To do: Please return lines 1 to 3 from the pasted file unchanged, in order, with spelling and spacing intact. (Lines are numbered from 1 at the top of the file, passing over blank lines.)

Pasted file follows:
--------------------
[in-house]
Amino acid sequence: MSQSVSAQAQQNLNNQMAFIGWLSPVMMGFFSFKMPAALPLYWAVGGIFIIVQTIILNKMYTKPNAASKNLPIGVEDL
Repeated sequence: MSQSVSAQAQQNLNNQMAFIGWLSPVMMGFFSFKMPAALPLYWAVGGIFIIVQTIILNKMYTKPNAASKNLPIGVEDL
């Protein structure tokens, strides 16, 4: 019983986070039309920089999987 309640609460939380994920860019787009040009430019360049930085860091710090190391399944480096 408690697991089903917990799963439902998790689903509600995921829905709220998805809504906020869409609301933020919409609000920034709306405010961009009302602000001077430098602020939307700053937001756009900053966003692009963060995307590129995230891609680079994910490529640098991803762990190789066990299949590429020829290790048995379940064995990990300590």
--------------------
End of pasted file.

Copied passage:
[in-house]
Amino acid sequence: MSQSVSAQAQQNLNNQMAFIGWLSPVMMGFFSFKMPAALPLYWAVGGIFIIVQTIILNKMYTKPNAASKNLPIGVEDL
Repeated sequence: MSQSVSAQAQQNLNNQMAFIGWLSPVMMGFFSFKMPAALPLYWAVGGIFIIVQTIILNKMYTKPNAASKNLPIGVEDL